HAWAII REPUBLICAN CONVENTION
Success buoys convening isle Republicans
Carlisle emcees as Gov. Lingle tallies her team's achievements
Four years ago, then gubernatorial candidate Linda Lingle ran on the slogan of "A New Beginning."
Yesterday, Gov. Linda Lingle gave a speech at the Hawaii Republican Party state convention that sounded like a Carpenters song -- "We've only just begun," as she rallied Republicans to get more members of the GOP into office.
"The big change that we went through is that we are now the state government," she told an audience of several hundred.
It's the first time in decades state GOP conventioneers had a sitting governor address them in the year of a gubernatorial election.
And they loved it.
"The day was fantastic," said 95-year-old Daisy Smith of Hilo, who hasn't missed a state convention since 1965. "And the governor's speech ... she's the best governor. She should stay in there because she's really done things for our islands."
DENNIS ODA / DODA@STARBULLETIN.COM
After Gov. Lingle addressed the state Republican convention, balloons and confetti fell from the ceiling onto the stage and a cheering crowd.
Chants of "four more years" reverberated in the ballroom at the Sheraton Waikiki Hotel as the governor finished her speech to thunderous cheers and falling red, white and blue balloons.
It was also a convention that saw nonpartisan city Prosecutor Peter Carlisle come out as a proud Republican emceeing yesterday's speeches.
Lingle gave her party what it wanted, rattling off a laundry list of accomplishments she and her Republican administration were laying claim to, including a get-tough approach on crime and drugs, getting more native Hawaiians on Hawaiian home lands, and helping the mentally ill and the homeless.
"You gave us a chance to get our economy back on track, to turn a quarter-billion-dollar deficit into a $700 million surplus," Lingle told a cheering crowd.
Lingle said she's not finished with her vision, vowing to continue efforts to reform education and not completely abandoning setting up local school boards.
"It simply means I'm waiting for you to give us some more Republicans in the House and in the Senate," she said of the Democratic-controlled Legislature.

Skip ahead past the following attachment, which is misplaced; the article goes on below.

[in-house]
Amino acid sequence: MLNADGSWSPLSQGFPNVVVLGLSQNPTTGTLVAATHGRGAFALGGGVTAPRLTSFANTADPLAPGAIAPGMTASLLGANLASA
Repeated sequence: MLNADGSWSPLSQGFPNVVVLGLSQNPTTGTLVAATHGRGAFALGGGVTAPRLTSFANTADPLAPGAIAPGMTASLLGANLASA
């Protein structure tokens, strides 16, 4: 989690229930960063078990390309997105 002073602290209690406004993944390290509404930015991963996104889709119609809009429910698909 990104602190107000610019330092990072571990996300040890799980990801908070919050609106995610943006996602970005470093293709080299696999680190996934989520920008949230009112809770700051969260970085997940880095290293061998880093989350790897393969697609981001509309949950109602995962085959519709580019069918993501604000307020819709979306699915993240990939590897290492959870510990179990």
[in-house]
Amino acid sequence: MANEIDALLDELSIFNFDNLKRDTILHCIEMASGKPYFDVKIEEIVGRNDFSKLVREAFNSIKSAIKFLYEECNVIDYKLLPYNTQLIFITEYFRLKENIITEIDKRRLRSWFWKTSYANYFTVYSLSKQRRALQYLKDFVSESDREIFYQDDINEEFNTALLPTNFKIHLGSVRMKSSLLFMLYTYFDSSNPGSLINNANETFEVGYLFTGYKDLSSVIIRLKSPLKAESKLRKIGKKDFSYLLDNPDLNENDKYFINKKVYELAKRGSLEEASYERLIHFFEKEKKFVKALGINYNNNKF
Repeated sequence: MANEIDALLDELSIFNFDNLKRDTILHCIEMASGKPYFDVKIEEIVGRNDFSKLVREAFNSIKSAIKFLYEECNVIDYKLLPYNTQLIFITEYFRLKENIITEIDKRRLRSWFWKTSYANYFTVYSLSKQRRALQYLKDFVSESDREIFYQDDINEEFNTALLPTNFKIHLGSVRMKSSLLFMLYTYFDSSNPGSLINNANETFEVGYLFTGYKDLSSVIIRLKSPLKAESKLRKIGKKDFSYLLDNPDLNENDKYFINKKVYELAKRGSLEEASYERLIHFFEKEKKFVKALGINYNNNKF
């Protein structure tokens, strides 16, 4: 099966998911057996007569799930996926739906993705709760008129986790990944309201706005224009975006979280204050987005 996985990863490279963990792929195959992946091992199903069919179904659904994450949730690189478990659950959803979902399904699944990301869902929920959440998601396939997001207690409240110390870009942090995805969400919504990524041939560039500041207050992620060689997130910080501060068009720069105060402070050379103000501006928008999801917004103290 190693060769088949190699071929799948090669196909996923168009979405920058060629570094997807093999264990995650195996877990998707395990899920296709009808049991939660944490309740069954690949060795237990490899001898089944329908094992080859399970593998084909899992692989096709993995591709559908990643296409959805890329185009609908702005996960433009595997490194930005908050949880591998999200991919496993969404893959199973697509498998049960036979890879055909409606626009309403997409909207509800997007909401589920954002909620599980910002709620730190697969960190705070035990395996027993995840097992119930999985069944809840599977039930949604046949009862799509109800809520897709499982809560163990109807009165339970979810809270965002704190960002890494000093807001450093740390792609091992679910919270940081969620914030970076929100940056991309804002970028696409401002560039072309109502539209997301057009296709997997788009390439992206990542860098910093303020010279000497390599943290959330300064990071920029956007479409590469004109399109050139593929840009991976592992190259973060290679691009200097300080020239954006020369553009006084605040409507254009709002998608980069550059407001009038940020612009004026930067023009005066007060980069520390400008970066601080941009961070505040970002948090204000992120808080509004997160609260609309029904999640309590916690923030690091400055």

Hawaii Republican Party Chairman Sam Aiona said that while the goal is to get the governor re-elected, she undoubtedly will play a role in getting other Republicans elected.
"I think Governor Lingle's leadership and vision are going to carry this party throughout the election," Aiona said.
DENNIS ODA / DODA@STARBULLETIN.COM
Delegates at the Hawaii Republican Party state convention cheered Lt. Gov. Duke Aiona yesterday as he walked toward the stage at the Sheraton Waikiki Hotel to speak. Gov. Linda Lingle urged supporters to get more Republicans elected to the Legislature.
First-time convention delegate Michael Peters also hopes so.
Peters is a candidate for the 23rd House District held by Republican Anne Stevens, who was appointed to the seat by Lingle after Galen Fox, who was convicted of a federal sexual misconduct charge, resigned.
"I think that all of us in the party know the governor needs more Republican House members and Senate members and I think people are really going to focus in on the important concept of a two-party system," Peters said.
Congressional candidates Bob Hogue and Quentin Kawananakoa appeared at the convention, also hoping to catch the rejuvenated GOP wave to face one of nine Democratic candidates in November for the 2nd Congressional District seat being vacated by Ed Case.
"The good guys begin at Washington Place ... with the best good guy, Gov. Linda Lingle," Hogue howled, jumping on his "good guys" campaign theme.
"The grand prize of this year's election cycle is the race for the 2nd Congressional District," Kawananakoa said.
Rudy, a 35-year-old Honolulu man who would give only his first name, agreed that the biggest assistance local Republicans will get this fall will be from Lingle, but the greatest disadvantage will be falling approval ratings for President Bush.
"I think the war is creating problems for the party at this point. Unfortunately, I think that is what is going to translate (at the polls) rather than anything else," Rudy said.
The Associated Press contributed to this story.